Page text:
And I did. Earlier today I told them about the Facebook discussion. By doing so I revealed that I hadn’t known the answer myself. But to my surprise, these sorry-I-don’t-know-all-the-answers shoes suddenly felt pretty comfortable. What’s more, my students seemed genuinely interested in what I was telling them because it was all genuine after all. Throughout the lesson, I came up with more disputable examples of reported speech and I asked them what they thought. They threw suggestions at me, but there was no conclusive answer. To my amazement, they didn’t seem to mind. I think it’s because they got the opportunity to show what they knew. Finally, I told the class: “I don’t know but I’d say it’s this way because….. Whoever sees this in some kind of context, please let us know”.


Needless to say, I felt different after this lesson. The transformation was not automatic though; it was born out of the feeling of guilt uneasiness. This feeling finally made me step out of my confined space; it made me go and ask publicly and admit that I’m still learning myself. I know this is not the final stage; I’m not miraculously enlightened. More moments and situations like this will come in the future. They’ll come in disguise so that I don’t recognize them immediately. They always do.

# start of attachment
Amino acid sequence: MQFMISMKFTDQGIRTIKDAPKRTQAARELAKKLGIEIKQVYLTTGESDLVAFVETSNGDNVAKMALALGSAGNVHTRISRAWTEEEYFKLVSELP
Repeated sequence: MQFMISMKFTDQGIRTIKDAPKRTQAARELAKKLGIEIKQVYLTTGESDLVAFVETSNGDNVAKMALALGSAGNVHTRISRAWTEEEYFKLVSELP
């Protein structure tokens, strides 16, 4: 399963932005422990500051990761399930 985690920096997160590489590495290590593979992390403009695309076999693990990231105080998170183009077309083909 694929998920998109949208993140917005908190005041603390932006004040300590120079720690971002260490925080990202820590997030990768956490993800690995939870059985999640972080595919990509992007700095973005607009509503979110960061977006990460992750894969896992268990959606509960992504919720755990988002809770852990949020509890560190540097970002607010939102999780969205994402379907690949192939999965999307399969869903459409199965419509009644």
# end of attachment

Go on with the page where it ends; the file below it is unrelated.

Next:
I’m a chameleon, so what?

Veiled chameleon, photo by Billybizkit
They say you need to individualize classroom instruction. In other words, since each student has their individual needs, and their identities are unique and complex, you need to treat them as individuals, not as members of a group. It’s not that I don’t agree, it’s just that I want to say that from time to time it’s interesting to zoom in and reflect on a group as a whole. Although a group consists of individuals, it’s an entity itself, with its unique, complex characteristics. 
It’s obviously not a revolutionary revelation that each group has a different dynamic. But now I’m not talking about specific behavioural patterns or relationships within a group. I’m talking about the way you deliver instruction; the way you teach a particular group. There’s little doubt that it makes a difference if you teach adults or young learners, if you deal with a big group or a small group, or if you have just one student. But that’s not my focus either. 
At the moment I teach English to six different classes. The youngest learners are in class 2 (12-year-olds) and the oldest ones are in class 7 (17-year-olds). There is no point in comparing these six classes as groups because they are at different levels of proficiency. However, I can’t help juxtaposing, say, this year’s class 3 with the last year’s class 3. The result of such a comparison is intriguing; apparently, I’m a chameleon type of teacher.